Monograph on the Aden Hinterland is an intelligence report prepared in 1908 by a British army major, Harold Jacob (1866–1936), who was posted to the mountainous areas north of the port town of Aden. It is a richly detailed account of tribal life and practical politics. Jacob led the commission to demarcate the border between the Aden Protectorate and Ottoman Yemen. The detachment operated over difficult terrain, encountering sometimes violent opposition from the inhabitants. The report is marked “secret” and was printed for use by the Aden administration and for the information of the government of India in Bombay. It covers the complex and confusing political situation in the Dhala tribal areas and the need to combine knowledge of the people with military firmness and administrative finesse, qualities that Jacob found lacking in the distant governments of Aden and Bombay. In his view, the British could not advise rulers, in this case the amir of al-Dhala (present-day Ad Dhale’e), “without a perfect and detailed grasp of the habits of the people, their language and customs, and this most essential knowledge cannot be obtained without our living, moving and having our being with the people.” During his long career in Aden, Jacob was in turn political agent in upland Aden, first assistant resident in the Aden settlement, and political advisor in the settlement to the British Army during World War I. After the war he became advisor on Arabian affairs to the British High Commissioner in Cairo. Jacob is the author of Perfumes of Araby: Silhouettes of Al Yemen (1915), Kings of Arabia: The Rise and Set of the Turkish Sovranty in the Arabian Peninsula (1923), and The Kingdom of Yemen: Its Place in the Comity of Nations (1933).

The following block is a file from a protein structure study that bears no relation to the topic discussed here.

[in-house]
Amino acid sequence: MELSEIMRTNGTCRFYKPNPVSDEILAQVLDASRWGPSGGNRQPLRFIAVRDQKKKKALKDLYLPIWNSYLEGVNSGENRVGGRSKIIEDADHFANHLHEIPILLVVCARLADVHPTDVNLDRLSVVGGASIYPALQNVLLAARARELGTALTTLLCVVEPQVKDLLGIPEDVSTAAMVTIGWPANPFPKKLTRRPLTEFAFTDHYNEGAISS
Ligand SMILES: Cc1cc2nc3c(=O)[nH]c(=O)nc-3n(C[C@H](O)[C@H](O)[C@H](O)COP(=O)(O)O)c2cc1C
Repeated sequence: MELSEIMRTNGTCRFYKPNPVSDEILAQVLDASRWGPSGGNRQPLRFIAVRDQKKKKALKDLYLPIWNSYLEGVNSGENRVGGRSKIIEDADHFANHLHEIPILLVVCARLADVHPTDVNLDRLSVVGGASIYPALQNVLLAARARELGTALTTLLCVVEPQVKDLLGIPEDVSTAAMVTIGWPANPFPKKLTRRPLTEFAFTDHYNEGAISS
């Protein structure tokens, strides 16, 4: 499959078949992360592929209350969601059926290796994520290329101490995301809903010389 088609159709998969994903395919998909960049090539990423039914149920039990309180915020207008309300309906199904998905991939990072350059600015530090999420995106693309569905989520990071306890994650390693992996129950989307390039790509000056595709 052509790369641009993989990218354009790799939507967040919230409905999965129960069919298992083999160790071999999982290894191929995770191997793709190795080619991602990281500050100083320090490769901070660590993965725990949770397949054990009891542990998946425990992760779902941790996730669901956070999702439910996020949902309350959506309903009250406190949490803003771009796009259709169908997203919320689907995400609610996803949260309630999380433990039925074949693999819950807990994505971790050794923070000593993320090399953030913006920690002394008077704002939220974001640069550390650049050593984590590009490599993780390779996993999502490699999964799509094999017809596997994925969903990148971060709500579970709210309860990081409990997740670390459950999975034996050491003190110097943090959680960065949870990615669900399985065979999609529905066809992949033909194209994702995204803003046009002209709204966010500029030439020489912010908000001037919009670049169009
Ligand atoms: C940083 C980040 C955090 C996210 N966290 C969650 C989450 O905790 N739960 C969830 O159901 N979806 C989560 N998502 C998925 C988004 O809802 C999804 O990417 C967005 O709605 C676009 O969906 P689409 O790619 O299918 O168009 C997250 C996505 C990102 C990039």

Place: Middle East and North Africa; Yemen
Institution: Library of Congress
Physical description: 33 pages